SM MOUNTAINS — Two mountain lion kittens were recently discovered by the National Park Service in the Santa Monica Mountains, a hopeful sign given the small number of pumas living in the area, federal officials said Thursday.
The female and male kittens were given tracking devices after their discovery in their den near Circle X Ranch in Malibu. The two kittens, Puma 23 and 24, or P-23 and P-24, were born in mid-June.
“The fact that successful reproduction is occurring in the mountains indicates that we have high-quality habitat for mountains lions here,” Dr. Seth Riley, a wildlife expert with the National Park Service, said in a press release.  “Unfortunately, the amount of habitat is not sufficient to support a viable population long-term, and when new animals like these are born, especially young males, they run into freeways and development when they try to disperse.”
That was most likely the case for a young male mountain lion that was shot and killed by Santa Monica police in May after it made its way into the courtyard of an office building located just a block away from the popular Third Street Promenade. Widlife experts believe that cat was looking to establish his own territory.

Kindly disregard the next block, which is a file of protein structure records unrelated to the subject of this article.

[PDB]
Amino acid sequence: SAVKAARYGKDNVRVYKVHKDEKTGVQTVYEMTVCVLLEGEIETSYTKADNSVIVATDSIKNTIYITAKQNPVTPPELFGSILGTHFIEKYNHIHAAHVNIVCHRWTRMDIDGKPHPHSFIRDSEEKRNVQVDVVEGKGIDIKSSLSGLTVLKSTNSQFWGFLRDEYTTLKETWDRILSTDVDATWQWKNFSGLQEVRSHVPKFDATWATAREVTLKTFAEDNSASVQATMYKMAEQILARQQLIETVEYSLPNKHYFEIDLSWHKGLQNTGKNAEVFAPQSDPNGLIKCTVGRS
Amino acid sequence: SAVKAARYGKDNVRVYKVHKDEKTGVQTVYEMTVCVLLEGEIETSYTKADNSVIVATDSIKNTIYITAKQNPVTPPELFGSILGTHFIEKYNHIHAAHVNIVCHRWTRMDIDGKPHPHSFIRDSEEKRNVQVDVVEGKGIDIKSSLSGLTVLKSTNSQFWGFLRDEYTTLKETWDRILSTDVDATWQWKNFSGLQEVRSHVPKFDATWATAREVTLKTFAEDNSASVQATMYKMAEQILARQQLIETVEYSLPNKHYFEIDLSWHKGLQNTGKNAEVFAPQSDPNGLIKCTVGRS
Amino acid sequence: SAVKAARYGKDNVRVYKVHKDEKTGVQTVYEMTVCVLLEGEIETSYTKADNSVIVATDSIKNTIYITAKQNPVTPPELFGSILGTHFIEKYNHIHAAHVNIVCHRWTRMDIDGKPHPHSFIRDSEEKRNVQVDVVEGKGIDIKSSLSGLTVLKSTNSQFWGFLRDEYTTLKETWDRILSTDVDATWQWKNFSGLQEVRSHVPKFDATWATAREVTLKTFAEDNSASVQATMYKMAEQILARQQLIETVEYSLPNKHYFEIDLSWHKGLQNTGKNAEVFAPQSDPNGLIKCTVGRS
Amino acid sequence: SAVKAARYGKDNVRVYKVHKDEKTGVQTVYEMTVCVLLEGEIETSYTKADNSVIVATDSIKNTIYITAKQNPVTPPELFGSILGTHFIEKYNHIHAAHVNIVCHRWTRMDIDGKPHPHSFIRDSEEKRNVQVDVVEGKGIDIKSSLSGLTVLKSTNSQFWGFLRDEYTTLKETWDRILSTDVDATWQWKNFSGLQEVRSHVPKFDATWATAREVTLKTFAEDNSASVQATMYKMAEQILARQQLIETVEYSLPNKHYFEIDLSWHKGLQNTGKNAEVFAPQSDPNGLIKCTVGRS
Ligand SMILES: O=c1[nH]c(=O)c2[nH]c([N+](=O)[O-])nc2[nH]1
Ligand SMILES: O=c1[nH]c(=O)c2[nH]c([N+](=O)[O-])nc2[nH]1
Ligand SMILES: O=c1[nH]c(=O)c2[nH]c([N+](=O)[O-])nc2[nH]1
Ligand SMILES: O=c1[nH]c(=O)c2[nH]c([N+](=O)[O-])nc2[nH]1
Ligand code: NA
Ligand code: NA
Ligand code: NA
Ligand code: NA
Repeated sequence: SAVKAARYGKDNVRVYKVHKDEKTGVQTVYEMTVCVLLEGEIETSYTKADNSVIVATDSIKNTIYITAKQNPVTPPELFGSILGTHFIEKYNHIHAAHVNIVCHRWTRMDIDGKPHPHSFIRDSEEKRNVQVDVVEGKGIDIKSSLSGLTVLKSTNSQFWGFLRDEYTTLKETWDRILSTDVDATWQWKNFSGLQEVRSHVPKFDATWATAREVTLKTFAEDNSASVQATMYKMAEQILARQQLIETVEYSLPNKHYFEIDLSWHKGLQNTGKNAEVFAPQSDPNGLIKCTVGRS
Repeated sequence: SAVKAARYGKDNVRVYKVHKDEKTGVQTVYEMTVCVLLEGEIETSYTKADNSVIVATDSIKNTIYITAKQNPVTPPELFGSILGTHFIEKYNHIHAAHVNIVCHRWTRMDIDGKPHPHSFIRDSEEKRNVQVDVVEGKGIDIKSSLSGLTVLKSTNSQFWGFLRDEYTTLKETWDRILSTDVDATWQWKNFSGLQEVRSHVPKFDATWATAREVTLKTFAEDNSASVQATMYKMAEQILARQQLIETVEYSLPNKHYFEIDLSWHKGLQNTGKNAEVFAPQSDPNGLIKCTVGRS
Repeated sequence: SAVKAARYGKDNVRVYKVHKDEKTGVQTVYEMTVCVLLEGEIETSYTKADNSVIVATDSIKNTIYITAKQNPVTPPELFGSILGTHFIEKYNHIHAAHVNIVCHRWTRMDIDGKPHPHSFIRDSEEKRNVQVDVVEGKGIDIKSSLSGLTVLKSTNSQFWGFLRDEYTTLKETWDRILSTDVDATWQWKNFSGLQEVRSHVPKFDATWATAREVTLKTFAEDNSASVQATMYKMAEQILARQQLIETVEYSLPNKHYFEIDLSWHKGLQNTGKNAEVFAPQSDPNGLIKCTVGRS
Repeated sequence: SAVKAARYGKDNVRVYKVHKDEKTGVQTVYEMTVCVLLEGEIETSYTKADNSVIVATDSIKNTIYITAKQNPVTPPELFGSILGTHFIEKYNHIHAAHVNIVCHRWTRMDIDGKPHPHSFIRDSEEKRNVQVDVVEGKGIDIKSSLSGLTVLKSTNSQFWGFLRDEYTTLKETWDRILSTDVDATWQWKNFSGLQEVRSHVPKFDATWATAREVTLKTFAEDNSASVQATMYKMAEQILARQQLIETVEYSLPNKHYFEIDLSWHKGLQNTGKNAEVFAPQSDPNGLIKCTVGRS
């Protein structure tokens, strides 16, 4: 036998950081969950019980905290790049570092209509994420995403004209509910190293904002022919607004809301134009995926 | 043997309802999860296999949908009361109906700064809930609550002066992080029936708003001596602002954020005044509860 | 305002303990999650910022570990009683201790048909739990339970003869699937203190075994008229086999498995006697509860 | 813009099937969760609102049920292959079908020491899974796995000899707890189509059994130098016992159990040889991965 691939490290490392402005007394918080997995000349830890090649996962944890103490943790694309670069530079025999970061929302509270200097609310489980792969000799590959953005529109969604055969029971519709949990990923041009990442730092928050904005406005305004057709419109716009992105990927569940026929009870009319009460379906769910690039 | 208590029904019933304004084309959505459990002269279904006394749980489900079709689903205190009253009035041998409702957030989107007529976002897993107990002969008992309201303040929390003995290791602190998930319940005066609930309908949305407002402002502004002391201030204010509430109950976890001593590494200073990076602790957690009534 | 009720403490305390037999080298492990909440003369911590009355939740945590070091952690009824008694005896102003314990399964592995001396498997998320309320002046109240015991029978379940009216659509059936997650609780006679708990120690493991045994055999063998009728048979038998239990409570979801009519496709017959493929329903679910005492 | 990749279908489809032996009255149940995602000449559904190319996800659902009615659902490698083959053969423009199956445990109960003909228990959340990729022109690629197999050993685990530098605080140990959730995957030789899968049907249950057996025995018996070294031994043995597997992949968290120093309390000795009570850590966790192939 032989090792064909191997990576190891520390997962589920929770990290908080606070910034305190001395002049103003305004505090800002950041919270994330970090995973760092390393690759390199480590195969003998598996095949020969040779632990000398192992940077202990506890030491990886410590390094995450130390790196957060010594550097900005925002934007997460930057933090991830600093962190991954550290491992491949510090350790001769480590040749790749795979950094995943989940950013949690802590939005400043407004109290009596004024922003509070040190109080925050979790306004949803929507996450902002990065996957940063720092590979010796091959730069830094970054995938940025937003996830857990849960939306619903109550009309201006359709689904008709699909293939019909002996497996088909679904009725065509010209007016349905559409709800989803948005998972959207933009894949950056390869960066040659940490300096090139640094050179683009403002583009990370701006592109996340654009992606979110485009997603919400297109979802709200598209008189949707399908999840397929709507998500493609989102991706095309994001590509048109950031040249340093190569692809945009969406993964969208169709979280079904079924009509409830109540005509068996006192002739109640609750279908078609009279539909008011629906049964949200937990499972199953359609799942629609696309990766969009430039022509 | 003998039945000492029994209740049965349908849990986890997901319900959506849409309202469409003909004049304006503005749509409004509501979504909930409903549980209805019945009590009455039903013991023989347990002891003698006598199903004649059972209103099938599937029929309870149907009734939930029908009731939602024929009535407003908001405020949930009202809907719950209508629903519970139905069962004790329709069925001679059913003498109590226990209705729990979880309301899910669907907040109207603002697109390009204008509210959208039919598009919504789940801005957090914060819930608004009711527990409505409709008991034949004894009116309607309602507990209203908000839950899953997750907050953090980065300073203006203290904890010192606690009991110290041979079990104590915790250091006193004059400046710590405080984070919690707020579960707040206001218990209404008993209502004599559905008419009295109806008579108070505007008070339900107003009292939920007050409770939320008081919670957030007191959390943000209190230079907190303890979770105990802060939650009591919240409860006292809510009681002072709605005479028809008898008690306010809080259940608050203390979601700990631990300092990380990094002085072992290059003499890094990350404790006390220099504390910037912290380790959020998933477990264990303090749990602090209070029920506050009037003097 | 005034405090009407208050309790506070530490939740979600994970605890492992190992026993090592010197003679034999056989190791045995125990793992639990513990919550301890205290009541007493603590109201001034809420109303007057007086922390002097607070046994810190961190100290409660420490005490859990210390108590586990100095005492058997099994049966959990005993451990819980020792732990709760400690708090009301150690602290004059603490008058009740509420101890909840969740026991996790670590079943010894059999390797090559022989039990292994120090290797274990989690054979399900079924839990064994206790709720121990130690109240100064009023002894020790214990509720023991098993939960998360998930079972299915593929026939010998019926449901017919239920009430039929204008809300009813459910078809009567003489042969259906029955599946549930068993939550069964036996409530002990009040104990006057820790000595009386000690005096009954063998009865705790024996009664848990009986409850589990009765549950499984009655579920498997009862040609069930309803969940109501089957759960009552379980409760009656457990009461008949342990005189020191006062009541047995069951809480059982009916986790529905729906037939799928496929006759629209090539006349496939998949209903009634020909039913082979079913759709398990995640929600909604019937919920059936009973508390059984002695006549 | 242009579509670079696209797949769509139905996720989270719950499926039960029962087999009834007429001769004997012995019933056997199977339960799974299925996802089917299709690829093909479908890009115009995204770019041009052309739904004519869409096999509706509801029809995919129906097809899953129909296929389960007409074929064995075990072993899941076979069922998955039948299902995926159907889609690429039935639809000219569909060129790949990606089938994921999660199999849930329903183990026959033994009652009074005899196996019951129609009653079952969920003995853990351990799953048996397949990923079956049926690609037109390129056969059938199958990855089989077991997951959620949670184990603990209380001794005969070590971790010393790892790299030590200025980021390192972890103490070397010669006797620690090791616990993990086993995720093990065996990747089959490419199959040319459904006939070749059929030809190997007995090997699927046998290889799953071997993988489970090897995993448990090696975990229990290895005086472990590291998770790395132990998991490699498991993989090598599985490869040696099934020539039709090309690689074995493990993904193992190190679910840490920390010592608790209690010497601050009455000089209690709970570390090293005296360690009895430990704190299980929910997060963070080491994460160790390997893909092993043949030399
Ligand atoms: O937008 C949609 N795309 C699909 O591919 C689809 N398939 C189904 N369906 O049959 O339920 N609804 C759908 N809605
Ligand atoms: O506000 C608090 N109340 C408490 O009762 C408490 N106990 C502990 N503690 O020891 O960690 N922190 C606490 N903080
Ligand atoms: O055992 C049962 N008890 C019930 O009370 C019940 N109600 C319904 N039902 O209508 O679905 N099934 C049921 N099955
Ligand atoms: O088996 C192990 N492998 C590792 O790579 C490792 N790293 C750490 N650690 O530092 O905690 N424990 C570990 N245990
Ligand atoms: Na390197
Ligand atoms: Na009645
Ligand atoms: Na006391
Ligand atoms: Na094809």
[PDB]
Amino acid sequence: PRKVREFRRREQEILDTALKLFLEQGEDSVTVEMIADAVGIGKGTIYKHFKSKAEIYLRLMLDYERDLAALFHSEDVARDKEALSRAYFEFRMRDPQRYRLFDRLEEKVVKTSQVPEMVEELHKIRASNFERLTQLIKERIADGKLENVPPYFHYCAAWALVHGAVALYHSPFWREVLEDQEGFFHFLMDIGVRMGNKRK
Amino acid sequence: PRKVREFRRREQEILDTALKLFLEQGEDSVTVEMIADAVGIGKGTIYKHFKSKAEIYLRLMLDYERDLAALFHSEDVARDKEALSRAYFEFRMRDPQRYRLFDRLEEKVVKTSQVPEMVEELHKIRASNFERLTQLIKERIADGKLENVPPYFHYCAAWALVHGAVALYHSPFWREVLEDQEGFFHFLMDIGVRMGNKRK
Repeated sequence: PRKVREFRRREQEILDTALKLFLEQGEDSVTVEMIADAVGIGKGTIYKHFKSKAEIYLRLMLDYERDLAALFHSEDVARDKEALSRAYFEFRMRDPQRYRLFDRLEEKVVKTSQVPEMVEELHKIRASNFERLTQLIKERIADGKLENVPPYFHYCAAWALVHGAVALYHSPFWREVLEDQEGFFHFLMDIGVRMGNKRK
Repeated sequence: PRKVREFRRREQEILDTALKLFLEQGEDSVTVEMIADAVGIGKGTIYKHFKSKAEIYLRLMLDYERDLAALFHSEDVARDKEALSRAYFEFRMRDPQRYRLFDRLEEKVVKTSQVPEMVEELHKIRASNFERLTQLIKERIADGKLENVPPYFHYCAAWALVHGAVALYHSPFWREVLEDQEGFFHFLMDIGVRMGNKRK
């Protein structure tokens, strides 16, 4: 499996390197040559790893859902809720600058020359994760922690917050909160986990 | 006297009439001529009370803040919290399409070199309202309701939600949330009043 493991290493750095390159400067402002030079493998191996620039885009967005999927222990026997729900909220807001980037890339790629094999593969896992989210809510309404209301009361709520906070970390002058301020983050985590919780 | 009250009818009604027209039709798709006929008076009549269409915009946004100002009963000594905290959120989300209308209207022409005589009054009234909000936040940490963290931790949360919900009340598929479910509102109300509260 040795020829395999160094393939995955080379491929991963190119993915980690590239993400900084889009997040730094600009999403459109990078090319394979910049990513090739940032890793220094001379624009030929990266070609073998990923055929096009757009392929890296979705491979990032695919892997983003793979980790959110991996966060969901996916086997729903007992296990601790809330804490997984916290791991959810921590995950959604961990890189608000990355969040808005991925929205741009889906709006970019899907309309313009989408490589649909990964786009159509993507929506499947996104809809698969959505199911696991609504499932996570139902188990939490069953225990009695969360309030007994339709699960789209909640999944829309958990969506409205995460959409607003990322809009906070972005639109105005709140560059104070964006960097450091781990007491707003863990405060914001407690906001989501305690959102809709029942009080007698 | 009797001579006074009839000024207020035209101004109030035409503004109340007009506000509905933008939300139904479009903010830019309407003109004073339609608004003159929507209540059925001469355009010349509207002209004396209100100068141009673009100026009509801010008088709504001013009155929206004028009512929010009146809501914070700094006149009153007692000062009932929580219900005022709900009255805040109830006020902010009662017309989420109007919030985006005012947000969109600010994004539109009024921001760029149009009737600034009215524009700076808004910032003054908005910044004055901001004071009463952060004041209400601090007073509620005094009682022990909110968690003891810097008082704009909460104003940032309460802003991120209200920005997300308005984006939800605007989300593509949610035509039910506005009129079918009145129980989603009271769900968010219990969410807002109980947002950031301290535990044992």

The kittens represent the second documented case of first-order inbreeding — their father, P-12, mated with his female offspring, P-19, according to DNA testing from the Robert Wayne Lab at UCLA. P-19 was captured a few months ago and appeared pregnant. When she was away from the area, researchers sent a team to find the kittens.
P-12 is also the only radio-collared mountain lion who has successfully crossed the 101 Freeway. In doing so he contributed new genetic material to the otherwise isolated lion population, officials said.
Biologists from Santa Monica Mountains National Recreation Area are tracking seven mountain lions for their decade-long study of animal survival in urban areas. The agency has now studied 24 mountain lions, including these newborn kittens, and they are the third litter of kittens this study has documented.
These kittens will have a difficult time surviving, even though the Santa Monica Mountains are a suitable habitat, because of the lack of effective wildlife crossings, officials said.
There are efforts underway to build a new wildlife crossing in the form of a tunnel under the 101 Freeway through which wild animals could cross to get from one area to another. Officials from the Society for Prevention of Cruelty to Animals Los Angeles and In Defense of Animals have stated their interest in the project, which is still awaiting proper funding.

One of two baby mountain lions recently discovered in the Santa Monica Mountains. (Photo courtesy National Park Service)

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